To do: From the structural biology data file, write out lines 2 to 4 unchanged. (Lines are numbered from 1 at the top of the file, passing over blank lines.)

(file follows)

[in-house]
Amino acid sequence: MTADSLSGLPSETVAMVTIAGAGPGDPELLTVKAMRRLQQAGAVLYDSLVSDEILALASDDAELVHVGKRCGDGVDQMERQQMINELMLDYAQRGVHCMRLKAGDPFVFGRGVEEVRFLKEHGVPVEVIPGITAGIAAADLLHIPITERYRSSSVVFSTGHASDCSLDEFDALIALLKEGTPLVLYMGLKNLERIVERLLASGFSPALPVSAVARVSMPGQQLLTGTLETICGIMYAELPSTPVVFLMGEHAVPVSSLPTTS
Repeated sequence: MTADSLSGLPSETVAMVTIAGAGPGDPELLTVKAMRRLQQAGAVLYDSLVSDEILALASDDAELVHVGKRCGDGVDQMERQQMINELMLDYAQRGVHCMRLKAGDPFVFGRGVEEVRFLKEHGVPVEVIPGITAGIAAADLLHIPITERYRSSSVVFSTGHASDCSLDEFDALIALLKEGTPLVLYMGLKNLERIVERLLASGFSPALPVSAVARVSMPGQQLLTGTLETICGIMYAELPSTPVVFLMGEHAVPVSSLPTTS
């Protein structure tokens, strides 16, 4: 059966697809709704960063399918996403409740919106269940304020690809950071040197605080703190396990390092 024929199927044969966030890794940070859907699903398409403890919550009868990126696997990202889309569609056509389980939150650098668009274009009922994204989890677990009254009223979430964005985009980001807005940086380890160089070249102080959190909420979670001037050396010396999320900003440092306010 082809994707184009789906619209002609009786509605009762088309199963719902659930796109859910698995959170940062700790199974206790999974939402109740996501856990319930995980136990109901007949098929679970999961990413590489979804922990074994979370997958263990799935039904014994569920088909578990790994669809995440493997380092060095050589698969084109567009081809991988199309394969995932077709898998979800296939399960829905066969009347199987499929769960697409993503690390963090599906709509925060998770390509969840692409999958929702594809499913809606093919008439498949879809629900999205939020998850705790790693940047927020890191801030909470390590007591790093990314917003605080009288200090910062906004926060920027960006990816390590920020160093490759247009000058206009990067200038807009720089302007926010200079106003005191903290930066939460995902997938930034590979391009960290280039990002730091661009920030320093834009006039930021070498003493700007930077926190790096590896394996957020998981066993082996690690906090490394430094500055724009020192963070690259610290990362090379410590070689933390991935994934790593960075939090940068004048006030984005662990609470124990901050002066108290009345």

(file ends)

Amino acid sequence: MTADSLSGLPSETVAMVTIAGAGPGDPELLTVKAMRRLQQAGAVLYDSLVSDEILALASDDAELVHVGKRCGDGVDQMERQQMINELMLDYAQRGVHCMRLKAGDPFVFGRGVEEVRFLKEHGVPVEVIPGITAGIAAADLLHIPITERYRSSSVVFSTGHASDCSLDEFDALIALLKEGTPLVLYMGLKNLERIVERLLASGFSPALPVSAVARVSMPGQQLLTGTLETICGIMYAELPSTPVVFLMGEHAVPVSSLPTTS
Repeated sequence: MTADSLSGLPSETVAMVTIAGAGPGDPELLTVKAMRRLQQAGAVLYDSLVSDEILALASDDAELVHVGKRCGDGVDQMERQQMINELMLDYAQRGVHCMRLKAGDPFVFGRGVEEVRFLKEHGVPVEVIPGITAGIAAADLLHIPITERYRSSSVVFSTGHASDCSLDEFDALIALLKEGTPLVLYMGLKNLERIVERLLASGFSPALPVSAVARVSMPGQQLLTGTLETICGIMYAELPSTPVVFLMGEHAVPVSSLPTTS
């Protein structure tokens, strides 16, 4: 059966697809709704960063399918996403409740919106269940304020690809950071040197605080703190396990390092 024929199927044969966030890794940070859907699903398409403890919550009868990126696997990202889309569609056509389980939150650098668009274009009922994204989890677990009254009223979430964005985009980001807005940086380890160089070249102080959190909420979670001037050396010396999320900003440092306010 082809994707184009789906619209002609009786509605009762088309199963719902659930796109859910698995959170940062700790199974206790999974939402109740996501856990319930995980136990109901007949098929679970999961990413590489979804922990074994979370997958263990799935039904014994569920088909578990790994669809995440493997380092060095050589698969084109567009081809991988199309394969995932077709898998979800296939399960829905066969009347199987499929769960697409993503690390963090599906709509925060998770390509969840692409999958929702594809499913809606093919008439498949879809629900999205939020998850705790790693940047927020890191801030909470390590007591790093990314917003605080009288200090910062906004926060920027960006990816390590920020160093490759247009000058206009990067200038807009720089302007926010200079106003005191903290930066939460995902997938930034590979391009960290280039990002730091661009920030320093834009006039930021070498003493700007930077926190790096590896394996957020998981066993082996690690906090490394430094500055724009020192963070690259610290990362090379410590070689933390991935994934790593960075939090940068004048006030984005662990609470124990901050002066108290009345």